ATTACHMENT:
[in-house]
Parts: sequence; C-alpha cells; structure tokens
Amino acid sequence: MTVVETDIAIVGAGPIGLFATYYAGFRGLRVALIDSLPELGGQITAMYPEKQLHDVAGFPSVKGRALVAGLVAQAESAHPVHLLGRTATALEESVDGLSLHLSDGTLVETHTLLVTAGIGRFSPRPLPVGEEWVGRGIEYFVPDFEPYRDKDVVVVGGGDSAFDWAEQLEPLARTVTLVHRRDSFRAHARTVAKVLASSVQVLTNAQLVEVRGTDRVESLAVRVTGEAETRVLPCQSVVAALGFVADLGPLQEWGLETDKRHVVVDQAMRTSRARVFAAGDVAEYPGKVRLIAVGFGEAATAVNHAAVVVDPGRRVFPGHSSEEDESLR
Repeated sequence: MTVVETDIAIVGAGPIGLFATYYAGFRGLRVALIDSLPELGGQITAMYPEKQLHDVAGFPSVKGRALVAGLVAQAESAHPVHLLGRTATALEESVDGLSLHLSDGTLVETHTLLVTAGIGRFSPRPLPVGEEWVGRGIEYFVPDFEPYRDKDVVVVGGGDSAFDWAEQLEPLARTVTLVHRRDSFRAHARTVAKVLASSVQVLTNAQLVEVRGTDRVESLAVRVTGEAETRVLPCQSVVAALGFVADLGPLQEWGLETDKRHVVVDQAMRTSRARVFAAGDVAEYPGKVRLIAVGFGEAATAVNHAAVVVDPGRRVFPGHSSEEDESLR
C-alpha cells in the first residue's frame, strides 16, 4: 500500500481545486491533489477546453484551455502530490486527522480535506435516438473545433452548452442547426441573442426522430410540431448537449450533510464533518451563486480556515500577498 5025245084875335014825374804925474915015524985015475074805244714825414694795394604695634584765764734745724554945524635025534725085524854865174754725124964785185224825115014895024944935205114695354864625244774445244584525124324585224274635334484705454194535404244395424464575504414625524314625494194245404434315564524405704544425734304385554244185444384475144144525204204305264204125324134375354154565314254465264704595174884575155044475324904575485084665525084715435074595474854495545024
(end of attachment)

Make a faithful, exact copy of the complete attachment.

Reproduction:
[in-house]
Parts: sequence; C-alpha cells; structure tokens
Amino acid sequence: MTVVETDIAIVGAGPIGLFATYYAGFRGLRVALIDSLPELGGQITAMYPEKQLHDVAGFPSVKGRALVAGLVAQAESAHPVHLLGRTATALEESVDGLSLHLSDGTLVETHTLLVTAGIGRFSPRPLPVGEEWVGRGIEYFVPDFEPYRDKDVVVVGGGDSAFDWAEQLEPLARTVTLVHRRDSFRAHARTVAKVLASSVQVLTNAQLVEVRGTDRVESLAVRVTGEAETRVLPCQSVVAALGFVADLGPLQEWGLETDKRHVVVDQAMRTSRARVFAAGDVAEYPGKVRLIAVGFGEAATAVNHAAVVVDPGRRVFPGHSSEEDESLR
Repeated sequence: MTVVETDIAIVGAGPIGLFATYYAGFRGLRVALIDSLPELGGQITAMYPEKQLHDVAGFPSVKGRALVAGLVAQAESAHPVHLLGRTATALEESVDGLSLHLSDGTLVETHTLLVTAGIGRFSPRPLPVGEEWVGRGIEYFVPDFEPYRDKDVVVVGGGDSAFDWAEQLEPLARTVTLVHRRDSFRAHARTVAKVLASSVQVLTNAQLVEVRGTDRVESLAVRVTGEAETRVLPCQSVVAALGFVADLGPLQEWGLETDKRHVVVDQAMRTSRARVFAAGDVAEYPGKVRLIAVGFGEAATAVNHAAVVVDPGRRVFPGHSSEEDESLR
C-alpha cells in the first residue's frame, strides 16, 4: 500500500481545486491533489477546453484551455502530490486527522480535506435516438473545433452548452442547426441573442426522430410540431448537449450533510464533518451563486480556515500577498 5025245084875335014825374804925474915015524985015475074805244714825414694795394604695634584765764734745724554945524635025534725085524854865174754725124964785185224825115014895024944935205114695354864625244774445244584525124324585224274635334484705454194535404244395424464575504414625524314625494194245404434315564524405704544425734304385554244185444384475144144525204204305264204125324134375354154565314254465264704595174884575155044475324904575485084665525084715435074595474854495545024